The coronavirus crisis and its consequences are causing the majority of people in Germany to look to the future with both little hope and scepticism, according to a new survey.
The poll by the Allensbach Institute for Public Research published on Tuesday May 26th found only 22 percent of the population is hopeful about the coming year.
In contrast, 44 percent of those surveyed are worried about the next 12 months, while 27 percent expressed scepticism about the future.
Although the fear of contracting coronavirus has diminished in recent weeks, concern about the economic consequences of the crisis is rising.
In April, 44 percent of the population was afraid of getting Covid-19. However, this figure has now dropped to 31 percent.
Meanwhile, 70 percent of the population do not expect the economy to recover in the next 12 months, and 46 percent of some 1,000 respondents said they expected their own economic situation to deteriorate as a result of the pandemic. Only 12 percent said they expected serious losses.
Government aid considered helpful
The government support programmes for the economy are considered helpful by 57 percent of people. At the same time, however, the majority of respondents are convinced that most businesses are not being supported sufficiently.
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Of those surveyed, one in five have had their hours cut by bosses through the Kurzarbeit scheme.
The majority of those surveyed are preparing themselves for the fact that the road back to normality will take a long time: 38 percent of them expect it to take several months while 51 percent believe it will take even longer.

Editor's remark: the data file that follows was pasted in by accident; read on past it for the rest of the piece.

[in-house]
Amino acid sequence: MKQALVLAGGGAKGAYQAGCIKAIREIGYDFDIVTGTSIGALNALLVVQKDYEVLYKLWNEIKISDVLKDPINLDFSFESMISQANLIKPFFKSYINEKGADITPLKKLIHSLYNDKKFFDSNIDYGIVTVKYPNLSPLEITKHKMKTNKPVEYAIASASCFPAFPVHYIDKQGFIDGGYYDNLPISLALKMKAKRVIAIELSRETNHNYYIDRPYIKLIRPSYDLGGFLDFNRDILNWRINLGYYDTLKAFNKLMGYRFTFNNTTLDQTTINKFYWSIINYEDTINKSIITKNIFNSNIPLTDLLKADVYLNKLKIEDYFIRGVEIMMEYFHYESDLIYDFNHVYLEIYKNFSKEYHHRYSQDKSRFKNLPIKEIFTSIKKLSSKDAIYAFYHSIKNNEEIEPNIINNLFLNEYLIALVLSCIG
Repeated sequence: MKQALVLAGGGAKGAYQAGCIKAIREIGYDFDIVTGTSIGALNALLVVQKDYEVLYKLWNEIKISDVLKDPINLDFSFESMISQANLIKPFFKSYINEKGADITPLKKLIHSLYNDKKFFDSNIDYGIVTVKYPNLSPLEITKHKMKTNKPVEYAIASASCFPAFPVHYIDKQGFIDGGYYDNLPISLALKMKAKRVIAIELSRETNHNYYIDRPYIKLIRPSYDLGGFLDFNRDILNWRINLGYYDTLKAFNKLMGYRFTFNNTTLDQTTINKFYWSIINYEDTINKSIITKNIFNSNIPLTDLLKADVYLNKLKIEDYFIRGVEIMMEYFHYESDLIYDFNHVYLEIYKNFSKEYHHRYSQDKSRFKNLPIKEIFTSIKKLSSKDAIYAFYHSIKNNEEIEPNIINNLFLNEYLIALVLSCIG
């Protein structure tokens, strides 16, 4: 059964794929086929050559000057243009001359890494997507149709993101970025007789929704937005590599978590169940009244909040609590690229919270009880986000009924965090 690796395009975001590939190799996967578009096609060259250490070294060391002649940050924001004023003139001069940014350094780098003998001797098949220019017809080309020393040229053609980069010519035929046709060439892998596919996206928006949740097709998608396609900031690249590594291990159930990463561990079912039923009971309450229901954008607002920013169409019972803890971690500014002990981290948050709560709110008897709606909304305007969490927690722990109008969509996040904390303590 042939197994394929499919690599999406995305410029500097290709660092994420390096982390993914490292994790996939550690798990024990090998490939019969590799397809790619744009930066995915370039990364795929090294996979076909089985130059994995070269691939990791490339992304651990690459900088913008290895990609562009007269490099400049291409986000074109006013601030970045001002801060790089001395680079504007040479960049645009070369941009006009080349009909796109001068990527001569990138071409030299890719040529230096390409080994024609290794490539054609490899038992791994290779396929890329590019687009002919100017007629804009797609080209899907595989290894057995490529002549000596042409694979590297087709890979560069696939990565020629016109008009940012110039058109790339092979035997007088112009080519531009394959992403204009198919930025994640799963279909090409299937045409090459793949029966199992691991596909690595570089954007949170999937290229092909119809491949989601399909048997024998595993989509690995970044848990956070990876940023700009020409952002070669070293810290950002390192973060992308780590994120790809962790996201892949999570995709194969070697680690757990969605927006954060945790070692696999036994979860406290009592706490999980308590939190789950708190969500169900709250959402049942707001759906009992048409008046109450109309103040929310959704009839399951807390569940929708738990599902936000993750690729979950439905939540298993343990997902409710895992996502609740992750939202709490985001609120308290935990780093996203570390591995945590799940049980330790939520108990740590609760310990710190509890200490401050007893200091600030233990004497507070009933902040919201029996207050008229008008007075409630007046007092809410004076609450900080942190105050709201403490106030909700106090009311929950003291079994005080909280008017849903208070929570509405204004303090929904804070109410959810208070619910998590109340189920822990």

A floor sign urging distance at a train station. Photo: DPA
Government's crisis management gets thumbs up
A massive 74 percent of the respondents in the survey were satisfied with the federal government's crisis management, led by Chancellor Angela Merkel.
However, voters of the far-right Alternative for Germany (AfD) are, not surprisingly, the exception: 62 percent of AfD supporters said the government was not doing a good job.
AfD supporters more open to conspiracy theories
In order to find out how many people are susceptible to conspiracy theories related to Covid-19, the Allensbach Institute's opinion pollsters asked: “You sometimes hear that the measures taken against the corona crisis are about something quite different from what politicians and the media say. In your opinion, is there any truth to this, or is it unfounded suspicion?”
A majority – or 56 percent – of respondents believe these suspicions to be unfounded, while 17 percent are undecided.
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But 27 percent of those questioned think there is some truth to this statement. And this is where AfD supporters stand out: 76 percent of this group believes that political leaders are hiding something. In contrast, of the Social Democrat voters, only eight percent share this view.
Among the supporters of other parties represented in the Bundestag, the figures are between 20 and 29 percent.
Health system is strong
Across all party lines, Germans agree that the crisis has shown that the country’s health care system is much better equipped than other countries despite staff shortages and bottlenecks in protective equipment.
However, respondents to the survey see major problems in other areas – such as schools/education and digitalization across Germany.